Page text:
Regarding the effectiveness of the algorithms, the RS and the MAP-Elites, did not provide much improvement over the initial population and the results were very similar between them both in terms of objective fitness and visuals. However, the GA proved to be much more efficient at optimizing the fitness function and that difference is noticeable in the resulting sets. It’s clear that the sets created by the GA are much more diverse.

On another hand, analysing the similarity metrics, we can see the particularity of each similarity metric. The RMSE tended to pick a sets of generated images which minimize the overlap of elements and dissimilar background (facity). The NCC, however, tended to promote contrast between the different images. This is a clear example of the success of the approach of searching and achieving the predetermined objective.

 

Figure 5


The visual results using the RMSE as the similarity metric for all algorithms.

Figure 6


The visual results using the NCC as the similarity metric for all algorithms.

The attained results led us to use this approach in another experiment which uses GANs to perform data augmentation on datasets in order to improve the performance of classifiers.

 

Experiments in Classifier Improvement

 

We attest the viability and potential of the framework for real-world problems. The framework employs a supervisor module that uses an Evolutionary Computation approach to evolve sets of images drawn from Generative Adversarial Networks’ latent space. The fitness function is based on the dissimilarity of the subsets generated by the Generative Adversarial Networks. This module handles the generated samples and chooses which set should be added to the training dataset. To test the framework, we explore the Human Sperm Head Morphology dataset, a bio-medicine multi-class problem with a small number of samples that provide a challenge to the different supervised classification approaches.

Figure 7


Overview of approach with the inclusion of a Supervisor module.

 

Dataset

 

In order to test our hypothesis, we performed the experiments on the Human Sperm Head Morphology dataset (HuSHeM). In the bio-medicine context, Sperm morphology analysis is a critical factor in the diagnosis process of male infertility. The dataset is divided into 4 classes of sperm heads images: Normal (54 instances), Tapered (53 instances), Pyriform (57 instances) and Amorphous (52 instances) for a total of 216 images. A small dataset like this one is an opportunity to explore Data Augmentation approaches. The dataset has no sub-division, as such, it was decided that we would use 40 instances of each class for training and cross-validation, leaving the remaining images for testing. Although the original images are in RGB, we decided to perform the first tests using the images in grayscale.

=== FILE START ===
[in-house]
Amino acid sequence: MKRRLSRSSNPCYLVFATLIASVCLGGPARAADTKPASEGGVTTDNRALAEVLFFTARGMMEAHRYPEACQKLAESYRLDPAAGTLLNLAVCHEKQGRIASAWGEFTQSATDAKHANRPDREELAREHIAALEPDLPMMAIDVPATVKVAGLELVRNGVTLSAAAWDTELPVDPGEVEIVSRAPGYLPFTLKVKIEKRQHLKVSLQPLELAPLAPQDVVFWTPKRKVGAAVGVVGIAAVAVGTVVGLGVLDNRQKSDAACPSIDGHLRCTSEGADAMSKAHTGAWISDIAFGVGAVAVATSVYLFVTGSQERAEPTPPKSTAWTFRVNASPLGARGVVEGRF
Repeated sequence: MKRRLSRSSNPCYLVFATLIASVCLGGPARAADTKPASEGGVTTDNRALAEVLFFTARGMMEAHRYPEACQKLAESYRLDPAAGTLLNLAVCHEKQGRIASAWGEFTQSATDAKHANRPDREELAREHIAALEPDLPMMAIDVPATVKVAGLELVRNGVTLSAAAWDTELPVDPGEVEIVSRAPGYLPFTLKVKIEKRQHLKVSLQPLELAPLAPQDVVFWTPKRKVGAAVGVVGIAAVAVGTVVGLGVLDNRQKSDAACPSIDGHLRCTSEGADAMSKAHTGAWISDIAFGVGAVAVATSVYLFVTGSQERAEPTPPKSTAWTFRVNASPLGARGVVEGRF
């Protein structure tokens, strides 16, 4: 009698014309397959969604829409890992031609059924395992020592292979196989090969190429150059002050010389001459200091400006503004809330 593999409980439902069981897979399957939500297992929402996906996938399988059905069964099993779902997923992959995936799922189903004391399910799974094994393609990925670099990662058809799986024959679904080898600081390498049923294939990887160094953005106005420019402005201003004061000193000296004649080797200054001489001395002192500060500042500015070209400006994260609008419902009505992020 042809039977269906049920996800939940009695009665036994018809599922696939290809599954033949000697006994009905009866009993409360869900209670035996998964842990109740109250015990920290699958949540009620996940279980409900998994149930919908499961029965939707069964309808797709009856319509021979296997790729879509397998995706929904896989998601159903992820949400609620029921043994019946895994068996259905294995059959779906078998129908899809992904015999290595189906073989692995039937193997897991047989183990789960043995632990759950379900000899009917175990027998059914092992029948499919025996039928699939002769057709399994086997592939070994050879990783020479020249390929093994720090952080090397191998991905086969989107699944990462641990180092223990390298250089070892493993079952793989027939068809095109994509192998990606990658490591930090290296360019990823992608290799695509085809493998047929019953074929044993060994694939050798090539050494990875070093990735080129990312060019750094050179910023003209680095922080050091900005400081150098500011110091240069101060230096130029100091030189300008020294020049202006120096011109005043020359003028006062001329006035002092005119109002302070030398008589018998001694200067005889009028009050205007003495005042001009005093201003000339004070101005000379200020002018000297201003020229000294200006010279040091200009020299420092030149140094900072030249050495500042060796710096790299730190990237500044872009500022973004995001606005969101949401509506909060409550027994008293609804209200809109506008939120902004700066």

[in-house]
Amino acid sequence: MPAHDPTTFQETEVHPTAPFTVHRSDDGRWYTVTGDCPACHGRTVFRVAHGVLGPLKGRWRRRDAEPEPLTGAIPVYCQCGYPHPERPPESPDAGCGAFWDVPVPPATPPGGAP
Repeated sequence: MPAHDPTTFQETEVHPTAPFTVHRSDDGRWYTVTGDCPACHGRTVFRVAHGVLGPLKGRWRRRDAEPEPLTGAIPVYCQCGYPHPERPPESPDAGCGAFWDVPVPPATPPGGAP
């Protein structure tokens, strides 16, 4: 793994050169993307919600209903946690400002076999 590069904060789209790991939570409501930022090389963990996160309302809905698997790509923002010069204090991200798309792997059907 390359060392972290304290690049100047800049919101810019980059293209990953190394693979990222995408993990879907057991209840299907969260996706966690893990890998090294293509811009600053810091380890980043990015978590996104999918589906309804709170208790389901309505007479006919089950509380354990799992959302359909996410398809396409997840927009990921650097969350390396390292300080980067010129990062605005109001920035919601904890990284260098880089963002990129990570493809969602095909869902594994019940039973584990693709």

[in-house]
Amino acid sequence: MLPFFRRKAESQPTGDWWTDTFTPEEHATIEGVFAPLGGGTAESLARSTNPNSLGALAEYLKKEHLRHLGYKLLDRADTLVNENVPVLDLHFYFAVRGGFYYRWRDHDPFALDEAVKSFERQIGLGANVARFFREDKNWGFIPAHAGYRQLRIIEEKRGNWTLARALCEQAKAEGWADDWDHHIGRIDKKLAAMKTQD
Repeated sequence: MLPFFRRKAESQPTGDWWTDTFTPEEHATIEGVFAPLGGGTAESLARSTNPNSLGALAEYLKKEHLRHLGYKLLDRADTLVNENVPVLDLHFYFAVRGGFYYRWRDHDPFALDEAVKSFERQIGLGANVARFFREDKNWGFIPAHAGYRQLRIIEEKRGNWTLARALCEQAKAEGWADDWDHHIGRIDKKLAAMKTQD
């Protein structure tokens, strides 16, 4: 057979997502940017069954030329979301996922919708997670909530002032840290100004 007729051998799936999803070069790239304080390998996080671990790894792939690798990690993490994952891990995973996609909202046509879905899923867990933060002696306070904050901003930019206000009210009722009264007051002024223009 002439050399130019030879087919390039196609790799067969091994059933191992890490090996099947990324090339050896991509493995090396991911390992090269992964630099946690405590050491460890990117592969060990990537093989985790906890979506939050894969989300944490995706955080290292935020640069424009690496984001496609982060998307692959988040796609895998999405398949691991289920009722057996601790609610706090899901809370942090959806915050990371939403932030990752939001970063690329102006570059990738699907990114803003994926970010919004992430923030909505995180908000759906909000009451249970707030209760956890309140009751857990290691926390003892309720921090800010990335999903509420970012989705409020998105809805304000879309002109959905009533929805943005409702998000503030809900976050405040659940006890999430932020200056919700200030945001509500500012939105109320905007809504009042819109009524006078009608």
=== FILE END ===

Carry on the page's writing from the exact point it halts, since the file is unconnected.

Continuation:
Figure 8


Examples from the original dataset for each one of the classes.

As we can see, categorizing the different classes is not a simple task since they are very similar. It takes the knowledge of an expert to do so with confidence. This, of course, makes the classifiers’ task more difficult. With GANs, it is possible to generate more examples for each class which should help the classifier.

 

Setup

 

For the experiments, we decided to focus on a single similarity metric, the Normalized Cross-Correlation (NCC), and a single EC algorithm, the GA. 

Moreover, we also modified the fitness function. First, we find the centroid of the set that includes both the images of the original dataset and the set of the individual. Then we take the average of the measure of similarity between each image of the generated set and the centroid image, using the NCC.

Figure 9


Visual demonstration of the calculation of the fitness function. Dotted arrows for calculation of the centroid. Blue arrow for calculation of image similarity

 

Now, when it comes to the data augmentation, we decided to double the size of the training set, meaning that we added 40 new images to each class, making it a total of 320 training images. It is important to note that, in order to control how the images were being generated for each class, we had to evolve a separate set for each, meaning 1 generator and 1 supervisor for a single class, making a total of 4 generators and 4 supervisors.

 

As for the training of the classifiers, both the augmented and non-augmented training was performed using cross-validation with 5 folds on 5 different random seeds for evolutionary runs.

 

Results in Classifier Improvement

 

When comparing the images of the original set with the images generated by the trained GANs, we can see that, in general, the images are generated with fairly good quality.

Figure 10


Comparison between original and generated images, left and right column respectively, for each one of the classes, Normal, Tapered, Pyriform, Amorphous, from top to bottom

The outcome of the latent space exploration for the evolution of the image sets presents clear differences between the best individuals of the initial and final generations, that even lay people can notice.

Figure 11


Comparison between the initial and final, 0th and 500th, generations of the supervision process for the Normal class

Finally, the results for the 5 runs of classifier training, both for the original and the augmented datasets, in the test phase, show that on average, the classifiers trained with the augmented dataset reached better performance results across all metrics, than those with no augmentation.

Figure 12


Performance results comparison, between original and augmented training of classifiers, on the test set

 

Even though the difference is minimal, and only 5 runs are not enough to make definite conclusions, this shows that our hypothesis is plausible and gives hope for further work and improvement.

 

To conclude, this is a theme that requires further exploration, but the current results show a promising prospect. Future work is planned to include experiments with RGB images, supervision with a previously trained classifier and supervision within the training of a classifier using the classifier being trained itself.

 

Publications